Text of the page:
Steve Rogers, a rejected military soldier transforms into Captain America after taking a dose of a "Super-Soldier serum". But being Captain America comes at a price as he attempts to take down a war monger and a terrorist organization.
Samuel L. Jackson
As Steve Rogers struggles to embrace his role in the modern world, he teams up with a fellow Avenger and S.H.I.E.L.D agent, Black Widow, to battle a new threat from history: an assassin known as the Winter Soldier.
Samuel L. Jackson,
When Tony Stark and Bruce Banner try to jump-start a dormant peacekeeping program called Ultron, things go horribly wrong and it's up to Earth's mightiest heroes to stop the villainous Ultron from enacting his terrible plan.
Robert Downey Jr.,
Armed with a super-suit with the astonishing ability to shrink in scale but increase in strength, cat burglar Scott Lang must embrace his inner hero and help his mentor, Dr. Hank Pym, plan and pull off a heist that will save the world.
The warrior Thor (Chris Hemsworth) is cast out of the fantastic realm of Asgard by his father Odin (Sir Anthony Hopkins) for his arrogance and sent to Earth to live amongst humans. Falling in love with scientist Jane Foster (Natalie Portman) teaches Thor much-needed lessons, and his new-found strength comes into play as a villain from his homeland sends dark forces toward Earth.
In this movie, the casket of Ancient Winters was held by the Frost Giants of Jotunheim. In the comics, it was held by the Dark Elves of Svartalfheim, in particular, their leader Malekith the Accursed. In this movie, Loki holds the Casket, and asks Odin if he is accursed, an homage to Malekith. See more »
(at around 1h 21 mins) The coffee cup on the dashboard in the SHIELD agent's car is knocked over by the vibration of the Destroyer's arrival, in the next few shots of the same scene the coffee cup can clearly be seen inside the agent's car still standing up on the dashboard. See more »
SPOILER: There is a scene after the credits: Dr Selvig meets with Nick Fury, who asks him to examine the Tesseract from Captain America: The First Avenger (2011). Loki appears in a reflection on the wall influencing Selvig to agree. See more »
The version of the film shows in AMC Theaters as part of a pre-Avengers Marvel Phase One marathon features an exclusive intro from Agent Coulson, talking about the film and the character. These Coulson intros were later includes as bonuses in the Avengers Phase One box set. See more »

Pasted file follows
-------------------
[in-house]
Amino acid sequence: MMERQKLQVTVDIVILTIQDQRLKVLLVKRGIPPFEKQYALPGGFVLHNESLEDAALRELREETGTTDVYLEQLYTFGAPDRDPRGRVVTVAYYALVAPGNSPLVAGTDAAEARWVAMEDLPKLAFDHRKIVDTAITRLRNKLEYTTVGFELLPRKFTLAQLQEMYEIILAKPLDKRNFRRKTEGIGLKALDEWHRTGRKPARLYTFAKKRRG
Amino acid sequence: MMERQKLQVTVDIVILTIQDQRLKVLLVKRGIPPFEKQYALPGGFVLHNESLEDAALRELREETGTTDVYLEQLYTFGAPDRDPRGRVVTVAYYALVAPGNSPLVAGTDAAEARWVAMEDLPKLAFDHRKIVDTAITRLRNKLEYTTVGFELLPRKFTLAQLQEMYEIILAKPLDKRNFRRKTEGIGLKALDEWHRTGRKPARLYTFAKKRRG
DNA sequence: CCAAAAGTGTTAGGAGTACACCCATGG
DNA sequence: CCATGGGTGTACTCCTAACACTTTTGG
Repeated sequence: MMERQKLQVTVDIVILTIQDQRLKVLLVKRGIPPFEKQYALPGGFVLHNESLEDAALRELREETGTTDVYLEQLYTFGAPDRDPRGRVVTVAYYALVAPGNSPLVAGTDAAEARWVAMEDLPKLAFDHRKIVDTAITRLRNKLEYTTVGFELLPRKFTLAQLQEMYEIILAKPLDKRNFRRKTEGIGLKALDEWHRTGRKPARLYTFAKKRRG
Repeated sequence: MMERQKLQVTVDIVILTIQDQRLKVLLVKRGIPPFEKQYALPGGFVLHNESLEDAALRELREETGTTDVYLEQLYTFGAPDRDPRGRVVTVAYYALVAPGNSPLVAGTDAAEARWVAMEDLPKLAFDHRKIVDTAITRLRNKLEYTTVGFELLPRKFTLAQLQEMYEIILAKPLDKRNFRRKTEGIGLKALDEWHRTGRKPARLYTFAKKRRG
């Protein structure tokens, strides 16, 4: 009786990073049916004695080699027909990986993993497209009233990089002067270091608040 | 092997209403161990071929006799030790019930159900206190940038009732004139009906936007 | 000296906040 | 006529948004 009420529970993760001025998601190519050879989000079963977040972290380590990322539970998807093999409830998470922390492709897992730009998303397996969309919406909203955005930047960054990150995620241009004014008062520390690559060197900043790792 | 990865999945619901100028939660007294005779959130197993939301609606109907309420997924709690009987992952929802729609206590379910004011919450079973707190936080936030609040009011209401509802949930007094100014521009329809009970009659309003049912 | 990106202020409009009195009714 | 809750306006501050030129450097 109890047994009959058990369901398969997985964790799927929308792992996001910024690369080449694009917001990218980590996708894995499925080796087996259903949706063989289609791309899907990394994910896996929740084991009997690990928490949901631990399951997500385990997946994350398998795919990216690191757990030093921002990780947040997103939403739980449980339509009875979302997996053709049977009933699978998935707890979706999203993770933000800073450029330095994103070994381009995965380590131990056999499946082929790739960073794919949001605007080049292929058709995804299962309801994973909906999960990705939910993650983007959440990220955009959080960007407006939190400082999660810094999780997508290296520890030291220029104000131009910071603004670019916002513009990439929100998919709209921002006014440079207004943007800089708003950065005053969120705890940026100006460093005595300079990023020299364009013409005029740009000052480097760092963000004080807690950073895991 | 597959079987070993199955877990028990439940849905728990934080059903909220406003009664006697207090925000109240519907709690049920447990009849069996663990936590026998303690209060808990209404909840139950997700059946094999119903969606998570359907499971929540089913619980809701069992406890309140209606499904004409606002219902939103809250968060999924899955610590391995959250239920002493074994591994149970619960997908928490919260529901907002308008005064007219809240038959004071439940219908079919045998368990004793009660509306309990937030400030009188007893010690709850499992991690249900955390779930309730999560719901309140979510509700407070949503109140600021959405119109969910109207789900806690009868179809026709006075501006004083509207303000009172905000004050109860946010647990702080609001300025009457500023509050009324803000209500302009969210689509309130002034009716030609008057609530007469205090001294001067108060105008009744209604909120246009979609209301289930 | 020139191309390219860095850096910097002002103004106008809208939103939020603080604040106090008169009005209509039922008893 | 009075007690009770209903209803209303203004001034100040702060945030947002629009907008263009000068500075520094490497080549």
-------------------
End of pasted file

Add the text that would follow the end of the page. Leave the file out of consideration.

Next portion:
This is a throw-off piece of Marvel fiction that is packed full of cliché and predictability...to a point.
I found myself cringing at a lot of the scenes of heroism and there's a definite stink of pure cheetos-stained fanboyism in many of the scenes in general, with the usual over-the-top "glory" of this old four-color trope.
But certain things caught my attention as well-done.
First, Asgard is absolutely beautiful. They went all out in making a realm of metallic and elemental grandeur. I had no trouble in buying this as the realm of Asgard, the ultimate land of beautiful heroism. In particular, the rainbow bridge, the weaponry, and the interior scenes were very fitting in general style and specific detail. Very impressive visually and even thematically.
Second, Branagh's touch can be seen with Shakespearean flair in the family of Odin the AllFather. Odin himself is brimmed with both the rime of age and the wisdom that comes with it and yet his voice can instantly summon fearful authority. Hopkins does well with that balance, even through some cheesy scripting.
And the brothers... the sibling rivalry here is very very potent in that it is nuanced and fully realized by both actors. There is love there, but also a lack of understanding, envy, and hate. Loki is far from a cardboard villain, in that we see, all in one package - a fighter who protects his allies, an honest counselor, a liar, a cautious thinker, a smooth tongue, and an awkward one. He loves and reveres his father, but comes to almost fatally doubt him and even hate him...but it's all very real and very stirring. And even when it's clear that he's done very grim deeds, you can actually understand and accept his motives...and his last scene in the film brings all three of the family men together in a very poignant moment of utter loss.
I was pretty surprised how moving this all was, especially when put in the middle of some otherwise-uninspiring hero pablem.
So in summary, this movie both met my negative expectation of disappointment and surprised me with some purely moving content. See it to see if it surprises you at all as well, and forget the whole comic-book hero thing, since that's been done far better.
Thanks for reading.
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